Real Talk: An Apology

I’m sorry that my oppression makes you uncomfortable. That the blood of my people paint your meticulous streets and the cries for our humanity pierce your daily melody.

I’m sorry that I can’t disappear, that I refuse to be neglected, forsaken, cast away like tares from wheat as you continue to live as if we didn’t meet.

I’m sorry that we are reaped like the cotton my people picked, that we remain slaves to your success, that no matter how free we think we are, we are still shackled to past.

I’m sorry that you feel the need to pillage my culture just you pillaged my village, and that just like before you are making money off of something that you claim belongs to you.

I’m sorry if the sounds of my dragging chains kept you from enjoying the symphony of privilege, if the images of my broken body interrupted your regularly scheduled program as the media criminalizes, demonizes, demeans me.

I’m sorry if I can’t fill the holes that have been shot into my body by the people who swore an oath to protect my body.

I’m sorry that as I bleed red, you cry for the blue, who killed because of black.

I’m sorry that you believe that a chosen occupation is greater than an assigned repression.

I’m sorry that you think I chose this life, that you think I wanted to live in fear of my life and my children’s lives, that I want to live like a second grade citizen in a place my people died to make a first world country.

I’m sorry that you claim to speak of justice, but for a long time it has been just us, fighting for our lives, praying that one day you would wake up to see the carnage left in your wake.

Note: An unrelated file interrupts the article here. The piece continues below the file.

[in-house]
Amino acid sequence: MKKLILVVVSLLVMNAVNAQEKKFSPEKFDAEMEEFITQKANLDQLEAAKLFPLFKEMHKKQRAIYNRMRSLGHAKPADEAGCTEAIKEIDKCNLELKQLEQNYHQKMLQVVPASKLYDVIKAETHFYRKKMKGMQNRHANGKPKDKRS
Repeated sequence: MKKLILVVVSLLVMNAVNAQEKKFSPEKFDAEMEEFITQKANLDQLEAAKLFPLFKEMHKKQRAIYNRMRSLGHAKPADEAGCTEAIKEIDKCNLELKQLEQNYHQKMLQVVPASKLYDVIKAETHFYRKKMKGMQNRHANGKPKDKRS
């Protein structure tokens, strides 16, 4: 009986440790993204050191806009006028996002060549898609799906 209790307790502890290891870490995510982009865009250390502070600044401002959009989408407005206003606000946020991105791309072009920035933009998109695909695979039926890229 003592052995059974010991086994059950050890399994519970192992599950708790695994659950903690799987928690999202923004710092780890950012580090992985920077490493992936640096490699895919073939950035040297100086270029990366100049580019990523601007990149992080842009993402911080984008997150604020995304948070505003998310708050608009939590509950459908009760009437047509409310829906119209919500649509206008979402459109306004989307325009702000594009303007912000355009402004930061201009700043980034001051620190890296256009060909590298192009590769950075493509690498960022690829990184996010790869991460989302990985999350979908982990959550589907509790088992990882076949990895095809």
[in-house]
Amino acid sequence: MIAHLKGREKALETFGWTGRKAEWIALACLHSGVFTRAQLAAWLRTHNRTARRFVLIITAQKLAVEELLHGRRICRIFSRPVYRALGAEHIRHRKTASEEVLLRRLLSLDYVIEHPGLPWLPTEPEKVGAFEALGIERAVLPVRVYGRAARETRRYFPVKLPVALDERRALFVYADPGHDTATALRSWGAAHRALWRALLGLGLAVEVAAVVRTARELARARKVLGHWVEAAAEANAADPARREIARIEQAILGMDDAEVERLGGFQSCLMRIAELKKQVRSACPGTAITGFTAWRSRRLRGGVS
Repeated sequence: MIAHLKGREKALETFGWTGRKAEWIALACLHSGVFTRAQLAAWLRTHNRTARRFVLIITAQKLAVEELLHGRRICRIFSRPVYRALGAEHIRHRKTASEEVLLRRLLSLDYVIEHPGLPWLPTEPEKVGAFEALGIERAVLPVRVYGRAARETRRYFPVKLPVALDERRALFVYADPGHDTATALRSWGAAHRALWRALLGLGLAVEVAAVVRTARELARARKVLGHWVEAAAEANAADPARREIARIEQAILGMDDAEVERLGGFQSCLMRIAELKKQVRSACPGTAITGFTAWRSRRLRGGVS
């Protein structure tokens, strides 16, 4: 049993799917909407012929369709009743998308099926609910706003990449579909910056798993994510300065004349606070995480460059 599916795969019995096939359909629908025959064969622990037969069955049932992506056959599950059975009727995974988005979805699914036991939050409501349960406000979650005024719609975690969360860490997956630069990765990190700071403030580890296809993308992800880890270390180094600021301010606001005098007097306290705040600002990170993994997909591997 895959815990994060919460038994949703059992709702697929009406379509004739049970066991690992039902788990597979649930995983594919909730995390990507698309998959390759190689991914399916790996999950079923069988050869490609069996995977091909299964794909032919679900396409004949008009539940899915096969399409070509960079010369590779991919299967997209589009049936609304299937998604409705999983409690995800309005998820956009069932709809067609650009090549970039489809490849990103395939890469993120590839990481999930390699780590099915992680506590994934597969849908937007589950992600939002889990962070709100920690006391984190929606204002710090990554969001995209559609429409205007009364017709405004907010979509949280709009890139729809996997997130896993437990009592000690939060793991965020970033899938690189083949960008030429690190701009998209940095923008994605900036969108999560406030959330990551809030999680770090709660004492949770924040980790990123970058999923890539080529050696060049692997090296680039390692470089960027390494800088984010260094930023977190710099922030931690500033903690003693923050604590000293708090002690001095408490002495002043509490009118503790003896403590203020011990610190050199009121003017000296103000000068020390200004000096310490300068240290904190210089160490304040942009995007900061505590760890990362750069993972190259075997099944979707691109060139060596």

I’m sorry if my march for freedom of life intrudes on your way as you continue to live your life unafraid that because of the color of your skin you may or may not live to see the next day.

I’m sorry that you think that my life is worth less than your way of life, that the thought of us shaking the gloom inequality sends shivers of fear down your spine.

I’m sorry that for every step it seems we take in the right direction, you feel compelled to mention every misdeed, mishap, mistake made by small group of my people, yet refuse to acknowledge that we were first mishandled by your people.

I’m sorry that conversations of importance frighten you, that the foundations of your privilege begin to crumble as I stand up with my brothers and sisters and demand to be seen, demand to be heard, and demand to matter.

I’m sorry if you are afraid that our equality will somehow lead to your demise, that you think that as long as you fill your quota of black people who have done things in America, everything will be fine.

I’m sorry that whenever you pass a table full of color, your mind begins to wonder, but while you’re thinking of what we could possibly be scheming, please don’t forget to remember that we banded together because we only have each other, that you first exiled us from the land of milk and honey.

I’m sorry if my plea to be seen humanly comes across in-eloquently, but note this, I don’t want or need your pity.




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